Ceremonies of the Pomo Indians

Pp. 107-130, plates 1314. February, 1908 3. Pomo Indian Basketry, by S.A. Barrett. Pp. 133-306, plates 15-30, 231 text figures. December, 1908 4. Shellmounds of the San Francisco Bay Region, by N.C. Nelson. Pp. 309-356, plates 3234.

Ceremonies of the Pomo Indians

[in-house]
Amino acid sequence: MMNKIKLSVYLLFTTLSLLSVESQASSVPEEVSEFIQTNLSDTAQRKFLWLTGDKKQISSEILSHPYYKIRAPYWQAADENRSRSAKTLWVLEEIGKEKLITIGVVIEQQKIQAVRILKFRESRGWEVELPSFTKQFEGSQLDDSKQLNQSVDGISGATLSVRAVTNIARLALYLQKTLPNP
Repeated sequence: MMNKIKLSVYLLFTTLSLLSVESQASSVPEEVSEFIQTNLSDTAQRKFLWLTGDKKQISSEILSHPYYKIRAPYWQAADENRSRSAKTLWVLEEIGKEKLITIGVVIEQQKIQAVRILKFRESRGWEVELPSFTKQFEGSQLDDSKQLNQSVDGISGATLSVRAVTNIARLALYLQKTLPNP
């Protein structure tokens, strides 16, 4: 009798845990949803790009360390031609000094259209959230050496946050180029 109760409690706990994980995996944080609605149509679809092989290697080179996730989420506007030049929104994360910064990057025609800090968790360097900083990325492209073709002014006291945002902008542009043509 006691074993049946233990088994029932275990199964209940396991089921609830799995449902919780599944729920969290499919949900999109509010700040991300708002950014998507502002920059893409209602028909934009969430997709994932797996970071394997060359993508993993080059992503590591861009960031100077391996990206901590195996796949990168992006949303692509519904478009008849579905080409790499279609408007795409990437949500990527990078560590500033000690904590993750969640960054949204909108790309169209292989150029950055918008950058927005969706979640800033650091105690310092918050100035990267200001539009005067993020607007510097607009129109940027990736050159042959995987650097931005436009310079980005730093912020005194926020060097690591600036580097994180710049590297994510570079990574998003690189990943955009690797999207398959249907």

It has been at least twenty years since the last of the Pomo ceremonies was held in a truly aboriginal fashion. Elaborate ceremonies of a more recently introduced "Messiah" cult were held as late as perhaps fifteen years ago, but these "Messiah" ceremonies contain only a few features common to the indigenous tribal observances. Dances are even yet to be seen in connection with some celebrations, principally on the Fourth of July, but there now remains so little that is really primitive about these that they are virtually worthless to the student. Information obtained through direct observation is at present, therefore, impossible, and we must depend for our knowledge of Pomo ceremonies and ceremonial organization upon the statements of the older men, and particularly those concerned with such matters in former days. From such sources rather full information concerning some of the ceremonies and dances is obtainable, but, under the circumstances, it is impossible to secure exhaustive data concerning all of them. In many instances informants recall only a few of the details of a given ceremony or dance. Sometimes only its name is remembered. Doubtless even the recollection of some ceremonies and dances has been lost. During a residence in the Pomo region from 1892 to 1904 the existing vestiges of some of these Pomo ceremonies were observed whenever possible, but no attempt at a systematic collection of data on the subject was made until 1903 and 1904, when this work was undertaken in conjunction with the collection of Pomo myths, as part of the investigations of the Ethnological and Archaeological Survey of California, maintained by the Department of Anthropology of the University of California through the generosity of Mrs. Phoebe A. Hearst. This information was obtained from informants of three Pomo dialects—Northern, Central, and Eastern. Where a native term is used in the following pages, therefore, the dialect is indicated by N, C, or E, in parentheses directly after it. The phonetic system employed is fully explained in "The Ethno-Geography of the Pomo Indians."

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